It’s February. That means Black History Month. It’s a time when schools, bookstores and media spend the month recounting interesting facts and wooden historic figures. But it seems to do little in the way of moving the needle with respect to what it means, and has meant, to be black in America. Here’s why.
There’s more to black history than slavery, the Civil Rights Movement and the scientist who worked with peanuts. There is an untapped spiritual depth not found in scholarly statistics and cliché events.
|Brought Black History into the light|
Woodson devoted much of his life to historical research. He believed African-American contributions were overlooked, ignored, and in many instances suppressed by many white historians of the day. This practice effectively rendered invisible the legitimate accomplishments and contributions of African Americans. So in 1926 he launched Negro History Week.
Why February? Woodson strategically positioned Negro History Week so that it would fall between the birthdays of noted abolitionist Frederick Douglass and President Abraham Lincoln.
Decades later, Negro History Week evolved into Black History Month in 1976. It is a recurrence that every American president has recognized ever since.
A lot of folks (white, black and other people of color) ask, in an age when we have a sitting president with African American blood coursing through his veins, why do we still need Black History Month. Isn’t every racial group’s history important?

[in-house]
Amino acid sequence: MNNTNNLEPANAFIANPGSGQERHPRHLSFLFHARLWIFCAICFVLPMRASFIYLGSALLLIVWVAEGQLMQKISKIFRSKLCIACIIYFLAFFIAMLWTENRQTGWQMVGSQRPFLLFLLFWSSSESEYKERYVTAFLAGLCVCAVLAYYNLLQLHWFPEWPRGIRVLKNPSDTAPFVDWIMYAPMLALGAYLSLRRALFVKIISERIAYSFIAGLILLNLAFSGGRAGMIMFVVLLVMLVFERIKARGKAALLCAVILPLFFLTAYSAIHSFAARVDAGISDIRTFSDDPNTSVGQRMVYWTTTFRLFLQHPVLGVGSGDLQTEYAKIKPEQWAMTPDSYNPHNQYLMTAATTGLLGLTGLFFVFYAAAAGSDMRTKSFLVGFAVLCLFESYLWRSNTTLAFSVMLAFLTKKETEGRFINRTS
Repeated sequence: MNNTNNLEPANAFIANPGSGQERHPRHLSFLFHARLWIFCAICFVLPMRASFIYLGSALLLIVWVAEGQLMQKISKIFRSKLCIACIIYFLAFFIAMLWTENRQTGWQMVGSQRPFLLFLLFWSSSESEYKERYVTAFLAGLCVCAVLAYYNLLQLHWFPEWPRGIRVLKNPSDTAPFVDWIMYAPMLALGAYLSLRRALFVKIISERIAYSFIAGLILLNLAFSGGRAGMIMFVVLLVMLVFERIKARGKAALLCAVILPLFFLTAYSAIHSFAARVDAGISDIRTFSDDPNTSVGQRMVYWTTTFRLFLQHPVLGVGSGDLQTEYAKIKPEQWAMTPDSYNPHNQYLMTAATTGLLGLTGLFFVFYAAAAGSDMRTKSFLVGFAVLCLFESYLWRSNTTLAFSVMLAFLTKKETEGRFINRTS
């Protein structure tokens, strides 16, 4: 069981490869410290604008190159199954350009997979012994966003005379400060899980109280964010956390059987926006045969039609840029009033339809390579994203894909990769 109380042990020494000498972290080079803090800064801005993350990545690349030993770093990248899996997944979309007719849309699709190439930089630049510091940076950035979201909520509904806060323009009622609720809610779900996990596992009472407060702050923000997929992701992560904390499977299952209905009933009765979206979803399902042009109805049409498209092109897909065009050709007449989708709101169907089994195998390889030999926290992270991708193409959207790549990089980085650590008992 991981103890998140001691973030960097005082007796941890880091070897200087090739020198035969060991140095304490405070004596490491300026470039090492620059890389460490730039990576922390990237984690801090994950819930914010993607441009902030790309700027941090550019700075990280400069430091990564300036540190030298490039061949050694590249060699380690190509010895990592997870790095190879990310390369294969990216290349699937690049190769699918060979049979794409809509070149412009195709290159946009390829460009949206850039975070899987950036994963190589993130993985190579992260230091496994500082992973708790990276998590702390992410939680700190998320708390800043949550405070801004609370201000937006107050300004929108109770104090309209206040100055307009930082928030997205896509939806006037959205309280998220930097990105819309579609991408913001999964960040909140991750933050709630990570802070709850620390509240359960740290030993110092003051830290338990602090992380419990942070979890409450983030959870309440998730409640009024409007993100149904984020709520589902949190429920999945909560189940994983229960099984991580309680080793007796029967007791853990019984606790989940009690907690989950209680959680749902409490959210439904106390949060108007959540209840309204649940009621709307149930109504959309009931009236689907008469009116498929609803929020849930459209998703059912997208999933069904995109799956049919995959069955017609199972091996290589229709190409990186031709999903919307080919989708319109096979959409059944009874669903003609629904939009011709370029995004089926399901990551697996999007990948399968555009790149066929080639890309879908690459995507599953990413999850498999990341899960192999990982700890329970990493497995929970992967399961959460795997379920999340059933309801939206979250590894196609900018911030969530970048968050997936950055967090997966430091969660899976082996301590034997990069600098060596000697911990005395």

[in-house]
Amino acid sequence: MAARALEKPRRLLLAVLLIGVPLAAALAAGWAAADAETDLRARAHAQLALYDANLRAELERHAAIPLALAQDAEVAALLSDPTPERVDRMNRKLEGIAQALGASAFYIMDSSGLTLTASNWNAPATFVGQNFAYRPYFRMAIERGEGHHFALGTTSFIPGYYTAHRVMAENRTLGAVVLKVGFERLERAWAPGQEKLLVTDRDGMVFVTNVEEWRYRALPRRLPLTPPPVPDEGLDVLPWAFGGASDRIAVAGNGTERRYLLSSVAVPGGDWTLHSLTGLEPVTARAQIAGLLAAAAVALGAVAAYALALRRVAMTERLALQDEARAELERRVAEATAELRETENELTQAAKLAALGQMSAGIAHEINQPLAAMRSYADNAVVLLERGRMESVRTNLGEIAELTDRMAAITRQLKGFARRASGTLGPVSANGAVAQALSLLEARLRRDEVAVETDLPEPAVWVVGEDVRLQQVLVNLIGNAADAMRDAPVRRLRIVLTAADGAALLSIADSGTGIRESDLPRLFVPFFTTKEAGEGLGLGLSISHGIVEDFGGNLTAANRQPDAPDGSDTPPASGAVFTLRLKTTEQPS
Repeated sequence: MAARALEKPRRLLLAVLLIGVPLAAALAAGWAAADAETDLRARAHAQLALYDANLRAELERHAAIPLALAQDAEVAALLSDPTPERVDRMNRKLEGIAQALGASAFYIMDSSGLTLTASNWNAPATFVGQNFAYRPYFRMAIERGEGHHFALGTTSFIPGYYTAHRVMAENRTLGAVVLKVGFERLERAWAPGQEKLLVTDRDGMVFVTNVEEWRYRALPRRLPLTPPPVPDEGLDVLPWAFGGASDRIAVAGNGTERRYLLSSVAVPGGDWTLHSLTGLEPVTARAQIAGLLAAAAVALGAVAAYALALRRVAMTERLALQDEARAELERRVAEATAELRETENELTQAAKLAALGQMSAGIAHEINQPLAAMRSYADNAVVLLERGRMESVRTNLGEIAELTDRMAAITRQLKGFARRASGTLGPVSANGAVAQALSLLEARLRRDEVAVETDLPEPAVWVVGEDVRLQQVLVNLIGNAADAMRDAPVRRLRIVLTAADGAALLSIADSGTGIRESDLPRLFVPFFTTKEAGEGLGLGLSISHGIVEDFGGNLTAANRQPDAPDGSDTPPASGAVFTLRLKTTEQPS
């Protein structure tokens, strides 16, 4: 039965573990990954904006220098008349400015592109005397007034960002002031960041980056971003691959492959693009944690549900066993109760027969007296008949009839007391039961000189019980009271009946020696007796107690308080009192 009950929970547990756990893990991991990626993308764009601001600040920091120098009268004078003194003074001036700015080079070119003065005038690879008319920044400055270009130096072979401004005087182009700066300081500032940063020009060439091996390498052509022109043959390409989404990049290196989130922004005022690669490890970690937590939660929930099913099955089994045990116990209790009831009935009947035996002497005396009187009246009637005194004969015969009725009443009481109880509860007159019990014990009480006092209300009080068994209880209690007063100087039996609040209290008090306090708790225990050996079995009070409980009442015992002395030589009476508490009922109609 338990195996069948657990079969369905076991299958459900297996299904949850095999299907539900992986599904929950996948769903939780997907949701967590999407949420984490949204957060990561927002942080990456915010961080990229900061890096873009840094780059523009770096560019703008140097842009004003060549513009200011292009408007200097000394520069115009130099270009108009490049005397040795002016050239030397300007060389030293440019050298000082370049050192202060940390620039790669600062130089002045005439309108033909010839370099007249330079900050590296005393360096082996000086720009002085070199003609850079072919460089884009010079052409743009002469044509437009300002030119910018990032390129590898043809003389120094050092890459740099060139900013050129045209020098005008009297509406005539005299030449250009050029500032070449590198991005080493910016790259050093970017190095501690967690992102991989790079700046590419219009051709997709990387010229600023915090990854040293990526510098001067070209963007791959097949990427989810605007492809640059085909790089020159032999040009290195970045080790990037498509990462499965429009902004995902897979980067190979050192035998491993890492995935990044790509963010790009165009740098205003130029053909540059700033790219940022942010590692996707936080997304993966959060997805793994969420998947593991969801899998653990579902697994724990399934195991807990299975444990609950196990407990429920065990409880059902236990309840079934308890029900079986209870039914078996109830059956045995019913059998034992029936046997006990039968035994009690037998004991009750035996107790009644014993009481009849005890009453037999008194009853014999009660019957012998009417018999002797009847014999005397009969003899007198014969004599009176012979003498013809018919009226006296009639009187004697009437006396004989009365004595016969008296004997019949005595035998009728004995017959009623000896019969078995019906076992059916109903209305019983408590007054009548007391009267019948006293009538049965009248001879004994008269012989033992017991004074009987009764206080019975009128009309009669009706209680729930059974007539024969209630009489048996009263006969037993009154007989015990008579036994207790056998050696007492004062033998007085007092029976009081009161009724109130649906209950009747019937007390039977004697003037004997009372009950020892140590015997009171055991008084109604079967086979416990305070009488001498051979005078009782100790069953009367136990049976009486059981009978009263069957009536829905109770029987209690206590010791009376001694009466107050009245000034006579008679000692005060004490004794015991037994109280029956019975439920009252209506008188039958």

|How many do you know... beyond their names?|
When it comes to systems of oppression, everybody knows about slavery, or at least the fact that it happened. Fewer know about the Jim Crow era. Even fewer recognize their historic significance as it relates to what’s happening today. That includes the current school-to-prison pipeline phenomenon and how it’s fueling the heinous “mass incarceration” epidemic going on. Fewer still understand the societal relevance of it all.
For generations, black history was withheld from our education institutions. The result? For decades upon decades, African Americans were largely regarded as making no significant contributions to this nation.
That’s the more depressing aspect of Black History Month. There’s also an equally underreported side. And it’s as vast and enriching as any other cultural group. It’s a largely hidden history that consists of amazing triumphs of human spirit – of a kind that can be transformative in thought and being. It’s out there for the learning.
|Pop quiz: who are they and what did they stand for?|
However, I’m convinced it will take more. It will require something more impactful than mere exposure to facts. What’s required is a change of heart. In many respects, that’s what’s missing from Black History Month. Not from those who present it but those who receive it.
Follow J.R. on Twitter @4humansbeing or contact him at firstname.lastname@example.org.